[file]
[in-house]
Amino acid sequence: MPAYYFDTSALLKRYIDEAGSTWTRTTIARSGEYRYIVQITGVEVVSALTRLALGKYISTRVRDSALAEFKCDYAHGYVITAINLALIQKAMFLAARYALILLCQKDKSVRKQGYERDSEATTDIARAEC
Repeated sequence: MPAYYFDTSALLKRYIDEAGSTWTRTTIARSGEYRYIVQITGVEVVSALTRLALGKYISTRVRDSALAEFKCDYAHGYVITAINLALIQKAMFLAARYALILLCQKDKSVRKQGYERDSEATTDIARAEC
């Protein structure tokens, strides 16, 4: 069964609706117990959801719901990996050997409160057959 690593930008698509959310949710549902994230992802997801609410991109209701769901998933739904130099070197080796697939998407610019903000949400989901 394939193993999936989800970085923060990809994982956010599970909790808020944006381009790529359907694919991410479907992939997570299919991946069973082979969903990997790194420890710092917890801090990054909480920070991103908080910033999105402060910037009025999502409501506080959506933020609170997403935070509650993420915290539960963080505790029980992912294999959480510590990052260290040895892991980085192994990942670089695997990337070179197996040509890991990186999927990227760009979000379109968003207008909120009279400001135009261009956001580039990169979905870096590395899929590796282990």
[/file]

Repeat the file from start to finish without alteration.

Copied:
[in-house]
Amino acid sequence: MPAYYFDTSALLKRYIDEAGSTWTRTTIARSGEYRYIVQITGVEVVSALTRLALGKYISTRVRDSALAEFKCDYAHGYVITAINLALIQKAMFLAARYALILLCQKDKSVRKQGYERDSEATTDIARAEC
Repeated sequence: MPAYYFDTSALLKRYIDEAGSTWTRTTIARSGEYRYIVQITGVEVVSALTRLALGKYISTRVRDSALAEFKCDYAHGYVITAINLALIQKAMFLAARYALILLCQKDKSVRKQGYERDSEATTDIARAEC
């Protein structure tokens, strides 16, 4: 069964609706117990959801719901990996050997409160057959 690593930008698509959310949710549902994230992802997801609410991109209701769901998933739904130099070197080796697939998407610019903000949400989901 394939193993999936989800970085923060990809994982956010599970909790808020944006381009790529359907694919991410479907992939997570299919991946069973082979969903990997790194420890710092917890801090990054909480920070991103908080910033999105402060910037009025999502409501506080959506933020609170997403935070509650993420915290539960963080505790029980992912294999959480510590990052260290040895892991980085192994990942670089695997990337070179197996040509890991990186999927990227760009979000379109968003207008909120009279400001135009261009956001580039990169979905870096590395899929590796282990």